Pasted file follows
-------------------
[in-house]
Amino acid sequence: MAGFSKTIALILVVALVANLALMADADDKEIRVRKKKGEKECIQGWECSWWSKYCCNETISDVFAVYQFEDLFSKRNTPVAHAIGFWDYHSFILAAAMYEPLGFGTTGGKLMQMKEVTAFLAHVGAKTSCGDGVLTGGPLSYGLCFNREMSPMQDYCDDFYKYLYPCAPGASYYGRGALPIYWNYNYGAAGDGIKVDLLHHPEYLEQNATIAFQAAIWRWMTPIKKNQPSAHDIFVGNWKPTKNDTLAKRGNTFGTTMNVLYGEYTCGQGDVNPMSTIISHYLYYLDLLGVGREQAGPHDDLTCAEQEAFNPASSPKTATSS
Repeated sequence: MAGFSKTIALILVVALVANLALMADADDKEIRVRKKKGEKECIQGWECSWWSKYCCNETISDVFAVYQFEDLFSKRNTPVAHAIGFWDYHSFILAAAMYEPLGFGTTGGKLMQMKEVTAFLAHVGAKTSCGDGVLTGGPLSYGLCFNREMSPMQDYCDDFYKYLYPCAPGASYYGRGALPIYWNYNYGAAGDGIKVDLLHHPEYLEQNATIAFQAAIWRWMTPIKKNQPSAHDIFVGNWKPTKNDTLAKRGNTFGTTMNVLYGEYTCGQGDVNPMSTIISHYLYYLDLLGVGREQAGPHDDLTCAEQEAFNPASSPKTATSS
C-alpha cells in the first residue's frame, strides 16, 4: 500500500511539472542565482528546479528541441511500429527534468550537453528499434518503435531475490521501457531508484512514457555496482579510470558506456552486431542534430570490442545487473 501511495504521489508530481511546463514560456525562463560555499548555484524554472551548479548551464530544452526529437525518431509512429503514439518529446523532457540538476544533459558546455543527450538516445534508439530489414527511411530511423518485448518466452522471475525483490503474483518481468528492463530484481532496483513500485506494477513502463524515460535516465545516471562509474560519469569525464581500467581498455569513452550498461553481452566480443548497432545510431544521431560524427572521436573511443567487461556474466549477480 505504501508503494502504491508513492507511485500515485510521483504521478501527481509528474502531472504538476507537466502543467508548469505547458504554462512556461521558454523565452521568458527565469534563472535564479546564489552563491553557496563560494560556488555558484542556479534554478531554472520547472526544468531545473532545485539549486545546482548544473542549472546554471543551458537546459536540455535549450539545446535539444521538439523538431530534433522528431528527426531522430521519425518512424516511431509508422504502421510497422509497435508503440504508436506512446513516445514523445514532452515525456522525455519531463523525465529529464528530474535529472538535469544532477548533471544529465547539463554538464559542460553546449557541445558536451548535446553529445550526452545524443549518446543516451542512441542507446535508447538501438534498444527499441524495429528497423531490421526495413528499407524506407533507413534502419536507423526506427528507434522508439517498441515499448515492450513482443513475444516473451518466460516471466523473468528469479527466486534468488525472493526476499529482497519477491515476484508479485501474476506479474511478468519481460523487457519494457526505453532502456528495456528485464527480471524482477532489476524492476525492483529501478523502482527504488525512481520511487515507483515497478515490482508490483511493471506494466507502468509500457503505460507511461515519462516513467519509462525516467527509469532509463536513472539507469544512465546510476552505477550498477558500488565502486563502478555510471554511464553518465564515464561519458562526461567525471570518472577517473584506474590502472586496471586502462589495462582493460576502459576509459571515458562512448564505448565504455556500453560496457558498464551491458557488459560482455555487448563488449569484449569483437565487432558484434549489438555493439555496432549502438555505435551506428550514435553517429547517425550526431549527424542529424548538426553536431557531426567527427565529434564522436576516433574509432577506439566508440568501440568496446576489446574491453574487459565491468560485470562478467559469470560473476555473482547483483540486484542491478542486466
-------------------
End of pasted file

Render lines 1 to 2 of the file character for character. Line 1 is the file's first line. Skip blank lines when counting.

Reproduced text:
[in-house]
Amino acid sequence: MAGFSKTIALILVVALVANLALMADADDKEIRVRKKKGEKECIQGWECSWWSKYCCNETISDVFAVYQFEDLFSKRNTPVAHAIGFWDYHSFILAAAMYEPLGFGTTGGKLMQMKEVTAFLAHVGAKTSCGDGVLTGGPLSYGLCFNREMSPMQDYCDDFYKYLYPCAPGASYYGRGALPIYWNYNYGAAGDGIKVDLLHHPEYLEQNATIAFQAAIWRWMTPIKKNQPSAHDIFVGNWKPTKNDTLAKRGNTFGTTMNVLYGEYTCGQGDVNPMSTIISHYLYYLDLLGVGREQAGPHDDLTCAEQEAFNPASSPKTATSS